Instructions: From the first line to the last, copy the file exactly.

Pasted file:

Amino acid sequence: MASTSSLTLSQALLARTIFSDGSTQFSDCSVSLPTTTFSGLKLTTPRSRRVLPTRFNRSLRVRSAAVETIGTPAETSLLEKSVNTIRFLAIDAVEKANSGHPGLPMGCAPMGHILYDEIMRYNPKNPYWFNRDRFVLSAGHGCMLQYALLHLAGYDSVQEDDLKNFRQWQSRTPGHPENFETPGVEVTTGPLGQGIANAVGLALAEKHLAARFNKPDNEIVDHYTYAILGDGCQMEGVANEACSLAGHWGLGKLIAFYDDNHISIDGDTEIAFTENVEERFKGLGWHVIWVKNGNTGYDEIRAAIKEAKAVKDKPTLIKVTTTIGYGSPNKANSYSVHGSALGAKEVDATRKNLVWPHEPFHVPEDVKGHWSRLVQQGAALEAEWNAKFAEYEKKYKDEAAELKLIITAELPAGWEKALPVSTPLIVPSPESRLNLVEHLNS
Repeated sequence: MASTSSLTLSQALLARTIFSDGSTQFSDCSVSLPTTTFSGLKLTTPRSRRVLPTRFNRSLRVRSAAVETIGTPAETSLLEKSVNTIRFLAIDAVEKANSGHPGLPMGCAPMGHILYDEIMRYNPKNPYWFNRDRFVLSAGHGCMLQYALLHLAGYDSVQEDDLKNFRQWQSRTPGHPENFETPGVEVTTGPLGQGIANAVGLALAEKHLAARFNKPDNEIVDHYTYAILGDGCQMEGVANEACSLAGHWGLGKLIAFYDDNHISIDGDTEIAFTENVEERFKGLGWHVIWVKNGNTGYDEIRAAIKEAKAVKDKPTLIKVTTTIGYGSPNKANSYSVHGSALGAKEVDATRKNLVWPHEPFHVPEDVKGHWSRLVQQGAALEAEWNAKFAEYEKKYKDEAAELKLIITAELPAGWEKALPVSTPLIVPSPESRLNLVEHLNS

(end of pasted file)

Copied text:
Amino acid sequence: MASTSSLTLSQALLARTIFSDGSTQFSDCSVSLPTTTFSGLKLTTPRSRRVLPTRFNRSLRVRSAAVETIGTPAETSLLEKSVNTIRFLAIDAVEKANSGHPGLPMGCAPMGHILYDEIMRYNPKNPYWFNRDRFVLSAGHGCMLQYALLHLAGYDSVQEDDLKNFRQWQSRTPGHPENFETPGVEVTTGPLGQGIANAVGLALAEKHLAARFNKPDNEIVDHYTYAILGDGCQMEGVANEACSLAGHWGLGKLIAFYDDNHISIDGDTEIAFTENVEERFKGLGWHVIWVKNGNTGYDEIRAAIKEAKAVKDKPTLIKVTTTIGYGSPNKANSYSVHGSALGAKEVDATRKNLVWPHEPFHVPEDVKGHWSRLVQQGAALEAEWNAKFAEYEKKYKDEAAELKLIITAELPAGWEKALPVSTPLIVPSPESRLNLVEHLNS
Repeated sequence: MASTSSLTLSQALLARTIFSDGSTQFSDCSVSLPTTTFSGLKLTTPRSRRVLPTRFNRSLRVRSAAVETIGTPAETSLLEKSVNTIRFLAIDAVEKANSGHPGLPMGCAPMGHILYDEIMRYNPKNPYWFNRDRFVLSAGHGCMLQYALLHLAGYDSVQEDDLKNFRQWQSRTPGHPENFETPGVEVTTGPLGQGIANAVGLALAEKHLAARFNKPDNEIVDHYTYAILGDGCQMEGVANEACSLAGHWGLGKLIAFYDDNHISIDGDTEIAFTENVEERFKGLGWHVIWVKNGNTGYDEIRAAIKEAKAVKDKPTLIKVTTTIGYGSPNKANSYSVHGSALGAKEVDATRKNLVWPHEPFHVPEDVKGHWSRLVQQGAALEAEWNAKFAEYEKKYKDEAAELKLIITAELPAGWEKALPVSTPLIVPSPESRLNLVEHLNS